* Just one week from the announcement being made by DCC. The council has been looking at surplus school places for almost three years.

Sunday, 13 May 2007

Political Contacts


Tom Levitt MP (Labour), the MP for High Peak.
20 Hardwick Street, Buxton, Derbyshire SK17 6DH
Tel: 01298 71111

Ed Balls MP (Labour), Secretary of State for Children, Schools and Families.
House of Commons, LONDON, SW1A 0AA
Tel: Constituency office - 01924 898158

Michael Gove MP (Conservative), Shadow Secretary of State for Children, Schools and Families.
House of Commons, LONDON, SW1A 0AA
Tel: House of Commons - 020 7219 6804; Constituency office - 01276 472468


Barrie Taylor (Liberal Democrat), the County Councillor for Whaley Bridge and Blackbrook ward.


Tony Bingham (Conservative) Councillor for the Blackbrook ward of High Peak Borough Council.
36 Crossings Road, Chapel-en-le-Frith, High Peak, SK23 9RY
Tel: 01298 813800

Chris Pearson (Conservative) Councillor for the Blackbrook ward of High Peak Borough Council.
2 Portland Grove, Chinley, High Peak, SK23 6AD
Tel: 01663 751880

Andrew Bingham (Conservative), High Peak Borough Councillor and Parliamentary Candidate for High Peak.
Dunloe, 11 Eccles Road, Chapel-en-le-Frith, High Peak, SK23 9RP
Tel: 01298 816187

Steve Sharp (Liberal Democrat), High Peak Borough Councillor and Parliamentary Candidate for High Peak.
Stone Lea, Alsfield Way, New Mills, High Peak, SK22 3DD
Tel: 01663 740997


Mike Harrison.
126 Manchester Road, Chapel-en-le-Frith, SK23 9TP
Tel: 01298 813450

Peter Harrison.
21 Longmeade Drive, Chapel-en-le-Frith, SK23 0XP
Tel: 01298 812081


The Members of the European Parliament for the East Midlands can be contacted via this web site.

We would be grateful if you would send a copy of any letter to:

Save Combs School Campaign,
Combs Infant School,
Lesser Lane,
High Peak, Derbyshire,
SK23 9UZ

E-mail messages can be copied to the Campaign Team

Opposing the Closure
- Who to Write To

If you want to oppose the closure of Combs School, you should write to Derbyshire County Council.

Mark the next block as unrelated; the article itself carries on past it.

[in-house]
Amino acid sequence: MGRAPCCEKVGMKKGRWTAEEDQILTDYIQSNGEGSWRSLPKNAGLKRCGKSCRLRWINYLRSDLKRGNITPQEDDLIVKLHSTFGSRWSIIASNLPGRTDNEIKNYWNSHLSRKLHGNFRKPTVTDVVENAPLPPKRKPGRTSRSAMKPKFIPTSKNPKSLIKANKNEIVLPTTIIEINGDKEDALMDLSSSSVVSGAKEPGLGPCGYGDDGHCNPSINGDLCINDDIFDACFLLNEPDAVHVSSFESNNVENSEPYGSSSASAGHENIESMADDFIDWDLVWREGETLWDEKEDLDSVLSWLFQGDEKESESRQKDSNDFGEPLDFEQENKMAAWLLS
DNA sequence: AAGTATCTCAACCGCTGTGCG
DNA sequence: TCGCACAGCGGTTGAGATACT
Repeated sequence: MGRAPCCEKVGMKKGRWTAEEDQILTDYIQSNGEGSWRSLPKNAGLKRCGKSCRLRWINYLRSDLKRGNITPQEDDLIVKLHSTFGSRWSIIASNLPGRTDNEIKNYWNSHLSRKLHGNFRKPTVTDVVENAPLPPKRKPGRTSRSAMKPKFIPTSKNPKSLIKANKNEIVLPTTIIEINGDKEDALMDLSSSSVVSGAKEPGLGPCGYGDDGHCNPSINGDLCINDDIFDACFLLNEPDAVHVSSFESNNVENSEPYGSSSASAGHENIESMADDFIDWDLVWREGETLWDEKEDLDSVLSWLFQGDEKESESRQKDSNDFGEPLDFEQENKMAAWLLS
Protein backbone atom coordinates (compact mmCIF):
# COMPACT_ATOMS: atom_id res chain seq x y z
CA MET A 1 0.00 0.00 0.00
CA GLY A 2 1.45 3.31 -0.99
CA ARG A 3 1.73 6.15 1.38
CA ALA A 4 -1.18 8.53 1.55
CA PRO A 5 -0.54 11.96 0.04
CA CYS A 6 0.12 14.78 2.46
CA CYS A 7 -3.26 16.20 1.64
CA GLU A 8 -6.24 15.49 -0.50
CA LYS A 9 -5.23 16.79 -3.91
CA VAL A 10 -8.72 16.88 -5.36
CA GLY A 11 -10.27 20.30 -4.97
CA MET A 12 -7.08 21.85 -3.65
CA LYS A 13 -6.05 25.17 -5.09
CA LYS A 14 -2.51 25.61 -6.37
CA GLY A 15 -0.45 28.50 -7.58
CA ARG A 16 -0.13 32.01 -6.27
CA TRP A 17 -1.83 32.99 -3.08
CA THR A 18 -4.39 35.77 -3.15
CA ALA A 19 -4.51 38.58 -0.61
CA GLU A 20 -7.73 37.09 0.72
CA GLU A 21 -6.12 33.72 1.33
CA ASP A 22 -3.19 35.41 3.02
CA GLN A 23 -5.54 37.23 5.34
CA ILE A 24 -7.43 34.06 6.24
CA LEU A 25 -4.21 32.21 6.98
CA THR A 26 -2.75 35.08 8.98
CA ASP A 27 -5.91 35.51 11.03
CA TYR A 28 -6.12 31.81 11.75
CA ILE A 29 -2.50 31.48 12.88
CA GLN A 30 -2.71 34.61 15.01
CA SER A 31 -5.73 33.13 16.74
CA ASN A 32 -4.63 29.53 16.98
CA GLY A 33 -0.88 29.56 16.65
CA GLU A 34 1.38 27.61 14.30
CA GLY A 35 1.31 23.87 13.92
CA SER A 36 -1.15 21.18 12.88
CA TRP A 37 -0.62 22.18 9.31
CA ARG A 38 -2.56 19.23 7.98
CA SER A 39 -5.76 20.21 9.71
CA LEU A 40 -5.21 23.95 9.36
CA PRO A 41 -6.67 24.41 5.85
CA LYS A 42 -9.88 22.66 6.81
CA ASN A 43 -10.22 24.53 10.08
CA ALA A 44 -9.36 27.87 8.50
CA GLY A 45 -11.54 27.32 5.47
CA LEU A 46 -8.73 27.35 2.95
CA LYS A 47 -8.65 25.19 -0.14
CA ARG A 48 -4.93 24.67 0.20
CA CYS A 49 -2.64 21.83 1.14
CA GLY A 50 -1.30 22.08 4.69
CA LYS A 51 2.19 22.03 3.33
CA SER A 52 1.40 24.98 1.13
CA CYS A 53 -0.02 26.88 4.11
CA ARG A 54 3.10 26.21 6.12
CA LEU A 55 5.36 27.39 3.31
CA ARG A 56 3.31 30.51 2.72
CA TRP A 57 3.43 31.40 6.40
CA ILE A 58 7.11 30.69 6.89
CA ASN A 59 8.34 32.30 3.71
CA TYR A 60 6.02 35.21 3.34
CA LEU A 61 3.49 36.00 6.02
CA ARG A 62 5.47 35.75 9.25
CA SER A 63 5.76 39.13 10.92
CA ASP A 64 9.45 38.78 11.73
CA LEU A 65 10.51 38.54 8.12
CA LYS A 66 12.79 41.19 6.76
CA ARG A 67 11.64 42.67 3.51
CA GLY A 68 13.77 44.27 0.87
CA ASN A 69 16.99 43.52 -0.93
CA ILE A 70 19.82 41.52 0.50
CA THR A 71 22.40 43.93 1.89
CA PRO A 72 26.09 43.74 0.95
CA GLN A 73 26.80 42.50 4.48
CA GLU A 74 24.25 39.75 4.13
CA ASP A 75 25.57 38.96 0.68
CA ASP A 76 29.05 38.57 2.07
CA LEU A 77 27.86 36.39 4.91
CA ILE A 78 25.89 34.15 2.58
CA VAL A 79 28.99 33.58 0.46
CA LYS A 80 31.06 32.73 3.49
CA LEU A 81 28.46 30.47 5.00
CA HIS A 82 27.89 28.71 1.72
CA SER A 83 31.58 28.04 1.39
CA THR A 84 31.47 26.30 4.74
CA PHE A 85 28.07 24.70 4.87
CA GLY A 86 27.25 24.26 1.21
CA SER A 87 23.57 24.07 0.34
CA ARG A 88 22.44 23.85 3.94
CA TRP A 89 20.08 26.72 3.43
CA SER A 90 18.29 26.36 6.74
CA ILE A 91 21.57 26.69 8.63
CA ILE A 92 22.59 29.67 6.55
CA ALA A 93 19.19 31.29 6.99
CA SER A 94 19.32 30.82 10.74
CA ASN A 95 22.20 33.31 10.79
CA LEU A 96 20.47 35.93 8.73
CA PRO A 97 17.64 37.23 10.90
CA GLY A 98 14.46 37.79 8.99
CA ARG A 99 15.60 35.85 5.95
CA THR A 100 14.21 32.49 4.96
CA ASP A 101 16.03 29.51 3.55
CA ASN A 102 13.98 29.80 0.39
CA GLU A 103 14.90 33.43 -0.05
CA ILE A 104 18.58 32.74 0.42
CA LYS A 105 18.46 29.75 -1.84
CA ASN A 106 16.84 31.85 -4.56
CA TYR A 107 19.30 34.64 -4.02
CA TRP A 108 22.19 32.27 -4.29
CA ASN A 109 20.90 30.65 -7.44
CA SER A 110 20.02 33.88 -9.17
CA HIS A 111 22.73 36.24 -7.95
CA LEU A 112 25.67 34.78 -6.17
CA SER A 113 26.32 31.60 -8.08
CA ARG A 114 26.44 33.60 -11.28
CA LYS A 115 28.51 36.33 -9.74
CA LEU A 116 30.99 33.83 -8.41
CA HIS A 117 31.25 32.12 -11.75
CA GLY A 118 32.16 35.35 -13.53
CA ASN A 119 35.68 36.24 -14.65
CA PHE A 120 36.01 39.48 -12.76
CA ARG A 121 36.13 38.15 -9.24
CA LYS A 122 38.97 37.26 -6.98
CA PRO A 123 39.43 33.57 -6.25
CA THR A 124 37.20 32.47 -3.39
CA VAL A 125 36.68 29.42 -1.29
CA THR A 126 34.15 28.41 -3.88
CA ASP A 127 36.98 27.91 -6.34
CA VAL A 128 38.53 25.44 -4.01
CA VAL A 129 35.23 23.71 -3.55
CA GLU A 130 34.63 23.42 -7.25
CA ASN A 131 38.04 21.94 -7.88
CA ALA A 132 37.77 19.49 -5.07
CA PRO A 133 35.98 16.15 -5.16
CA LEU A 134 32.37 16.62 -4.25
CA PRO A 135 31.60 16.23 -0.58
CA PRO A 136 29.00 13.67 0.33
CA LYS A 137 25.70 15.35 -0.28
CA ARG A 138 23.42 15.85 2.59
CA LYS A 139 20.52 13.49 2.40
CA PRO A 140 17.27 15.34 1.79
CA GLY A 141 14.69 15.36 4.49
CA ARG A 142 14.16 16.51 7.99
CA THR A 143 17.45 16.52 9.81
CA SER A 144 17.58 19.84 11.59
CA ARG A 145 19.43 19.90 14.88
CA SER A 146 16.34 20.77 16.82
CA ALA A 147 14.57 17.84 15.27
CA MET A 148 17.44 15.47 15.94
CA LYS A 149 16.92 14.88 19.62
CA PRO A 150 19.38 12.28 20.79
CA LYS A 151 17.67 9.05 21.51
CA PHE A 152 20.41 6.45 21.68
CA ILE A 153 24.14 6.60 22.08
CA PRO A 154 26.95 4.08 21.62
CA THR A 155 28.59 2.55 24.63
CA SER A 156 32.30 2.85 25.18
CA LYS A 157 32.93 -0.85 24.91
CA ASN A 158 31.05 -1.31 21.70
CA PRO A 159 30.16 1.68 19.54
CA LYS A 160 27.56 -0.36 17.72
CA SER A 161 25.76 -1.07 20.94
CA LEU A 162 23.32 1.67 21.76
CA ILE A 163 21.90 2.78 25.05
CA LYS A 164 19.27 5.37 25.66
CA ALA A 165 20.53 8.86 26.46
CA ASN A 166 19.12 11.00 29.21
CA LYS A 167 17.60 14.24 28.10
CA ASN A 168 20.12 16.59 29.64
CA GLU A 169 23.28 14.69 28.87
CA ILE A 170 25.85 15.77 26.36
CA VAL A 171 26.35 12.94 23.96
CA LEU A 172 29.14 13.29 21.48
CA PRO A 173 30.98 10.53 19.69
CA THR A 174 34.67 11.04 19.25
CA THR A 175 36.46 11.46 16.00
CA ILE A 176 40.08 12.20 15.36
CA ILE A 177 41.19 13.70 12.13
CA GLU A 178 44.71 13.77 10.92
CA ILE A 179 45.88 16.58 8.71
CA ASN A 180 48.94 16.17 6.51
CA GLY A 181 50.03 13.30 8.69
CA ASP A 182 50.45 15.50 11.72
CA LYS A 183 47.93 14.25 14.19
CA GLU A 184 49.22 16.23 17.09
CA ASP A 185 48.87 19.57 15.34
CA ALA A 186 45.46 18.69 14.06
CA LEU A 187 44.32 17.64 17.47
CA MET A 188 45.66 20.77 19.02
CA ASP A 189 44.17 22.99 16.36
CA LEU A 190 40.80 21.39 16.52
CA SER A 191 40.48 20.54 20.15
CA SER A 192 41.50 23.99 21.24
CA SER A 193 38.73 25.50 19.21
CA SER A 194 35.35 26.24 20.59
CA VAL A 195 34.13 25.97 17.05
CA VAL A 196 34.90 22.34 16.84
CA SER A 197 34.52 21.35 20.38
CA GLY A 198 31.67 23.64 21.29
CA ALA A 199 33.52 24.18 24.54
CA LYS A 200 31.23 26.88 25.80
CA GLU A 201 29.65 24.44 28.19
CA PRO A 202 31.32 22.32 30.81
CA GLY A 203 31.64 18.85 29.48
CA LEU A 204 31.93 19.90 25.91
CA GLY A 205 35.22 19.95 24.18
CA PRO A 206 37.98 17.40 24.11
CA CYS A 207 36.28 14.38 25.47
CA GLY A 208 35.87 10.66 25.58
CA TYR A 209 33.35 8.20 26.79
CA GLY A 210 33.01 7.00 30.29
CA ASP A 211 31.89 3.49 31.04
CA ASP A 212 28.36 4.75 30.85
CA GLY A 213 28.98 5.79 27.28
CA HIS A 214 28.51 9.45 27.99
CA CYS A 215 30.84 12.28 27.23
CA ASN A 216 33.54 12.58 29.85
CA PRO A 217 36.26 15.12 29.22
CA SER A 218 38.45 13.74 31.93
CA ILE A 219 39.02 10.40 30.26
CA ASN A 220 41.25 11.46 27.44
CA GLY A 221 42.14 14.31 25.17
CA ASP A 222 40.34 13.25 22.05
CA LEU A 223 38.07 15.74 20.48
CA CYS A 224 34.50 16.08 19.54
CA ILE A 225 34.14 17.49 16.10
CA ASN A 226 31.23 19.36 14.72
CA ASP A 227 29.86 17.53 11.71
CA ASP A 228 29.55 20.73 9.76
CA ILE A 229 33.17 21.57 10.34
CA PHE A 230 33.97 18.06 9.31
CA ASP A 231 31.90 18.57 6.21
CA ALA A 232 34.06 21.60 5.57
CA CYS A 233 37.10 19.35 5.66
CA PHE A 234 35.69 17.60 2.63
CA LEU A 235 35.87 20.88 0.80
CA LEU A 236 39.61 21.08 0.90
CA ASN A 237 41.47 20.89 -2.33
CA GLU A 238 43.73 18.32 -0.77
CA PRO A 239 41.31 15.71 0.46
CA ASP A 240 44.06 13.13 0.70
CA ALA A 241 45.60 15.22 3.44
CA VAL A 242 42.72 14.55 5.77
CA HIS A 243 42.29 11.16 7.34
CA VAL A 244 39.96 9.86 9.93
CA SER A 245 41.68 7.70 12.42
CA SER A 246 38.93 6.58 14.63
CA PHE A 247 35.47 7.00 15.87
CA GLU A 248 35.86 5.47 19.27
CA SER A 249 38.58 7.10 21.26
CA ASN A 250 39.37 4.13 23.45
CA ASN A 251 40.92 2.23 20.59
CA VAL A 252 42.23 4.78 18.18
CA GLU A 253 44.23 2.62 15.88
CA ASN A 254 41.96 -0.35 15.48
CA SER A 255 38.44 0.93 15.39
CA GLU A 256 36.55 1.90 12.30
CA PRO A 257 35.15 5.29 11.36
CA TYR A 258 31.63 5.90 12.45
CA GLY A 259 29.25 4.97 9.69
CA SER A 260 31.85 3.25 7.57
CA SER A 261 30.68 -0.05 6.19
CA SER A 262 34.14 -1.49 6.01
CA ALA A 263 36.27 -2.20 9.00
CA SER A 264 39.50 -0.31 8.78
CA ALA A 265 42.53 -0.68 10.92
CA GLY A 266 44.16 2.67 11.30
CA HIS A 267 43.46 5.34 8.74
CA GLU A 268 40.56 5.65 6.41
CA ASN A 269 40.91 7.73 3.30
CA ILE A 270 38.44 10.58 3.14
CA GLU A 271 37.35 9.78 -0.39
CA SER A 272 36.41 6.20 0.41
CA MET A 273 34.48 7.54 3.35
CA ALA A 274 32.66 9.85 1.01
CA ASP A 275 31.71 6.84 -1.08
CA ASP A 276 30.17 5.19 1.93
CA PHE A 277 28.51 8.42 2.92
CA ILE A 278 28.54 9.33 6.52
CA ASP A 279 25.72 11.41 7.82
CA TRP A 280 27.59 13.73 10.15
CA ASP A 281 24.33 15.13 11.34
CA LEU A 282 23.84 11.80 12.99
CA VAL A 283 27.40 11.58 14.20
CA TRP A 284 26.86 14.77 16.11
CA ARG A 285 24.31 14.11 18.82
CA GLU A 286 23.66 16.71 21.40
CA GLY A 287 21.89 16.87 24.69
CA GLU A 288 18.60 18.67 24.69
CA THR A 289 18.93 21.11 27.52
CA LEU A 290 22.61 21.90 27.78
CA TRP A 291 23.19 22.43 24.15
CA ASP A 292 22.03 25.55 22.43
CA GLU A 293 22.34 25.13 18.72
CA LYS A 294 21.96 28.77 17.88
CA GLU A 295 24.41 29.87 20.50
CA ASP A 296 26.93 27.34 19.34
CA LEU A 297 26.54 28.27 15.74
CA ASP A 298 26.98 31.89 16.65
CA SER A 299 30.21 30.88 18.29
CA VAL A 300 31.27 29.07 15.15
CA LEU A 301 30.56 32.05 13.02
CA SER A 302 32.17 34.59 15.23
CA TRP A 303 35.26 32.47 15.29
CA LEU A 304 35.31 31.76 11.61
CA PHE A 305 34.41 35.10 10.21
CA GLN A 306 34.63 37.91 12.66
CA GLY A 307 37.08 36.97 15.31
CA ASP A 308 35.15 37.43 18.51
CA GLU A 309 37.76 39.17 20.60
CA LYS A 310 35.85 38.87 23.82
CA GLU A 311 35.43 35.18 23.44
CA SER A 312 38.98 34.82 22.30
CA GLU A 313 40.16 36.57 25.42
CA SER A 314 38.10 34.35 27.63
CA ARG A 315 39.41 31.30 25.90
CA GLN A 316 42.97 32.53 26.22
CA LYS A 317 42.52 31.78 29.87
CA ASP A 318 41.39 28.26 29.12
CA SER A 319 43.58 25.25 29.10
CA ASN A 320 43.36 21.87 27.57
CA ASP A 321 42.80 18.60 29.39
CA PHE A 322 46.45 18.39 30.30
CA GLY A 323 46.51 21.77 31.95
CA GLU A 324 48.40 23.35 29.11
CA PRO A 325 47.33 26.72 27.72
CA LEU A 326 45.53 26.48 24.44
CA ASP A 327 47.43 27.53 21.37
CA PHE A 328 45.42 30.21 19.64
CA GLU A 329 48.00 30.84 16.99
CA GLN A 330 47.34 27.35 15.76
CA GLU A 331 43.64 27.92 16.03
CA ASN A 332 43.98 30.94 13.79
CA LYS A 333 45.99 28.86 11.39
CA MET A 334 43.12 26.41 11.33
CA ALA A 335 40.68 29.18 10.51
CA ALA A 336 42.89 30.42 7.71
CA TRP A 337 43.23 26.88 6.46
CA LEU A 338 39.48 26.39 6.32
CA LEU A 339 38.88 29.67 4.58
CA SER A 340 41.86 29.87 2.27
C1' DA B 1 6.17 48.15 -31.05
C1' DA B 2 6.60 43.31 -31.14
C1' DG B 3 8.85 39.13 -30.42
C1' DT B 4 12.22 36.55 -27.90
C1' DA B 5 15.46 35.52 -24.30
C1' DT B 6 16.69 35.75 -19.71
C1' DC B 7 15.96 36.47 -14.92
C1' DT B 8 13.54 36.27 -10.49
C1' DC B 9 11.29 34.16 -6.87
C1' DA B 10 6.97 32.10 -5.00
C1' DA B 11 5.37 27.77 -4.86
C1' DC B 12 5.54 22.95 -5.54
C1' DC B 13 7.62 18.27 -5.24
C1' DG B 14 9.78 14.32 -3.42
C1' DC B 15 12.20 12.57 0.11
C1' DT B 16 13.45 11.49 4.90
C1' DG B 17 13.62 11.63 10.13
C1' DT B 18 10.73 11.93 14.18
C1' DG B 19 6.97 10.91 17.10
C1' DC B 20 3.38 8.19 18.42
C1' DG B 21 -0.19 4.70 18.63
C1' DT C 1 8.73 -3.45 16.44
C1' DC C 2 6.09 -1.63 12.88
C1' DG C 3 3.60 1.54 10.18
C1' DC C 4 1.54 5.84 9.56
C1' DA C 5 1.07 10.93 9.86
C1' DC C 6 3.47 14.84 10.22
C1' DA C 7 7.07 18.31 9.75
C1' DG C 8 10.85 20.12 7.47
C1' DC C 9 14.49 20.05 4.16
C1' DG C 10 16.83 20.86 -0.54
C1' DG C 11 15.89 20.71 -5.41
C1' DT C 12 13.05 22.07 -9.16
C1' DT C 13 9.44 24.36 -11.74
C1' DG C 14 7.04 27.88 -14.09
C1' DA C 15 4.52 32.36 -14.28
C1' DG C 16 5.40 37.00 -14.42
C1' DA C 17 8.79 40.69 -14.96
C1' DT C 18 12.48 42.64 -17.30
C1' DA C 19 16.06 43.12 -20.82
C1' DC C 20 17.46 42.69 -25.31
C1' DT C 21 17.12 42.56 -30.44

The 6th July was the deadline for written comments on the consultation to be received by DCC, but the decision on whether to close the school will not be taken until September. So, if you feel strongly about the threat to the school, you should still write to:

Bruce Buckley,
Strategic Director of Children and Young Adults (ref: DEV/DAH),
Development Section,
Derbyshire County Council,
Chatsworth Hall,
Chesterfield Road,

You can also e-mail Dee Hill at DCC, by the same closing date.

You could copy your letter to one or more of the political contacts listed here.

If you need help with writing your letter, go here.

We would be grateful if you would send a copy of your letter to:

Save Combs School Campaign,
Combs Infant School,
Lesser Lane,
High Peak, Derbyshire,
SK23 9UZ

E-mail copies should be sent to the Campaign Team.

Ofsted Report: 'A Special Place'

Here's the opening of the last Ofsted report, in September 2006:

Combs is an outstanding school and inspection evidence fully endorses the school's judgement of its own effectiveness. The school provides outstanding value for money and enjoys great levels of support and confidence from parents and the community. A comment made by one parent and echoed by others was, 'This is a special place.'

Full Report